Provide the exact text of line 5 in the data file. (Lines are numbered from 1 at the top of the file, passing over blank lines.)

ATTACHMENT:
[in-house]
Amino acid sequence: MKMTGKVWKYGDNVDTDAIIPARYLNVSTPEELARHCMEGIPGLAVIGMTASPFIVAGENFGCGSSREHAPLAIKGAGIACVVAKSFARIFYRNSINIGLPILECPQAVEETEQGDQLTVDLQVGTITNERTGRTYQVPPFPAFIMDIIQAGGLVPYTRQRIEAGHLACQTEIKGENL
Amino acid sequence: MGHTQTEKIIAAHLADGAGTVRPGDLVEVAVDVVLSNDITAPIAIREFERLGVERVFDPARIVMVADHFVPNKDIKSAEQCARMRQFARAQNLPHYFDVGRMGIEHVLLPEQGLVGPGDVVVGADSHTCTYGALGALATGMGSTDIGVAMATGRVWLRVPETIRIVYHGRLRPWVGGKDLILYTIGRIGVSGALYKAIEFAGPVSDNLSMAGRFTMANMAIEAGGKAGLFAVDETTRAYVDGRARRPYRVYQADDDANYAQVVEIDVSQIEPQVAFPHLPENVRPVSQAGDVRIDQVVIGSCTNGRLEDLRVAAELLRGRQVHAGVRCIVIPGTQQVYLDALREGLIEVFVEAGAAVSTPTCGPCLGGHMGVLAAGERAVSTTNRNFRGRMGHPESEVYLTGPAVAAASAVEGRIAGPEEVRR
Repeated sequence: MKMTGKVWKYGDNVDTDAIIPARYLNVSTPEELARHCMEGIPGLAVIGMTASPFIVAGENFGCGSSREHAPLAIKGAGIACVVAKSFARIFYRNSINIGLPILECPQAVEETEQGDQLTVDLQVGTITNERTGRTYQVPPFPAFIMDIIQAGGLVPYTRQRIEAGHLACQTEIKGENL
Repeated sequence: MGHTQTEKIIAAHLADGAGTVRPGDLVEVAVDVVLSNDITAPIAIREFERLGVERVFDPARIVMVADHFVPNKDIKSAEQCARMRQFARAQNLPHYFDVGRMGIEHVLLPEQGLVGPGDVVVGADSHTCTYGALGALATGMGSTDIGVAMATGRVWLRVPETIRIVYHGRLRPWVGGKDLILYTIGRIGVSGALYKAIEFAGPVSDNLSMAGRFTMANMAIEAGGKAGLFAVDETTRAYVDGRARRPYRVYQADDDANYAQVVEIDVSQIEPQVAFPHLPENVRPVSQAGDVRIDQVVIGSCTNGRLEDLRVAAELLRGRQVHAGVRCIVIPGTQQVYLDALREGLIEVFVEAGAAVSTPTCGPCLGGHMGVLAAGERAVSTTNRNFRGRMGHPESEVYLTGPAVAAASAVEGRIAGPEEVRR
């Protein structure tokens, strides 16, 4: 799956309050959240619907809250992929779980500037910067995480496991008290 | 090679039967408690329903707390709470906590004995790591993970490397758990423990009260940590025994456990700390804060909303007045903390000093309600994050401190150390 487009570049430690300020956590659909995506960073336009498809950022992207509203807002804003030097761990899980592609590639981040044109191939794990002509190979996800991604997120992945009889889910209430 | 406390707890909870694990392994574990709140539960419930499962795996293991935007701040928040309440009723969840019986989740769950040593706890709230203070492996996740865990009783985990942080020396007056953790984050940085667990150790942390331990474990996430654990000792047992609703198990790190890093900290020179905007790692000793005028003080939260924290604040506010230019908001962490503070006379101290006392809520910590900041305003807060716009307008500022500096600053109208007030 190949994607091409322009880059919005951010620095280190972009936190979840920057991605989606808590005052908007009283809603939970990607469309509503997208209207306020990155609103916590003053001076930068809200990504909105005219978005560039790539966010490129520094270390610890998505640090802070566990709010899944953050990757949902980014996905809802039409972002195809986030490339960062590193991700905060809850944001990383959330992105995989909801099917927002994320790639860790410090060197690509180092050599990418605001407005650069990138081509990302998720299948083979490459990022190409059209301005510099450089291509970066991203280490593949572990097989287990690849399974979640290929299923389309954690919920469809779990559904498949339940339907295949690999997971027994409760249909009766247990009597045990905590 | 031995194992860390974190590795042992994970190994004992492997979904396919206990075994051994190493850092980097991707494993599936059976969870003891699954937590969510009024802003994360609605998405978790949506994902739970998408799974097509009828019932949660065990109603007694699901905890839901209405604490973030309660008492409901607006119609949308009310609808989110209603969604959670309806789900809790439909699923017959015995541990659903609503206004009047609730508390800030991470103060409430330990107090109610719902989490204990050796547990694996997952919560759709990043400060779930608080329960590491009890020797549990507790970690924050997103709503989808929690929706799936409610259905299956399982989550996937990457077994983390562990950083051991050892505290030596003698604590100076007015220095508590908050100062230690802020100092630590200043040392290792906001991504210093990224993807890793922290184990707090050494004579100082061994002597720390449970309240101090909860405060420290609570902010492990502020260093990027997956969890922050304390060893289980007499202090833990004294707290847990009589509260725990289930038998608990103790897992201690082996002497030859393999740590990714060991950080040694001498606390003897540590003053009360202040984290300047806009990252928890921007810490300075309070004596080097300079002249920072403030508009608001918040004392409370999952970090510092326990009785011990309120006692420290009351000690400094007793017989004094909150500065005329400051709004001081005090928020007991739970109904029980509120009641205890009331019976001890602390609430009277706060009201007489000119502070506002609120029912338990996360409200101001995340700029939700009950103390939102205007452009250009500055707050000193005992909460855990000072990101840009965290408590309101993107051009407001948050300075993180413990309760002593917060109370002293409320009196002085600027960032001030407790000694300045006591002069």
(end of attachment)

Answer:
Repeated sequence: MGHTQTEKIIAAHLADGAGTVRPGDLVEVAVDVVLSNDITAPIAIREFERLGVERVFDPARIVMVADHFVPNKDIKSAEQCARMRQFARAQNLPHYFDVGRMGIEHVLLPEQGLVGPGDVVVGADSHTCTYGALGALATGMGSTDIGVAMATGRVWLRVPETIRIVYHGRLRPWVGGKDLILYTIGRIGVSGALYKAIEFAGPVSDNLSMAGRFTMANMAIEAGGKAGLFAVDETTRAYVDGRARRPYRVYQADDDANYAQVVEIDVSQIEPQVAFPHLPENVRPVSQAGDVRIDQVVIGSCTNGRLEDLRVAAELLRGRQVHAGVRCIVIPGTQQVYLDALREGLIEVFVEAGAAVSTPTCGPCLGGHMGVLAAGERAVSTTNRNFRGRMGHPESEVYLTGPAVAAASAVEGRIAGPEEVRR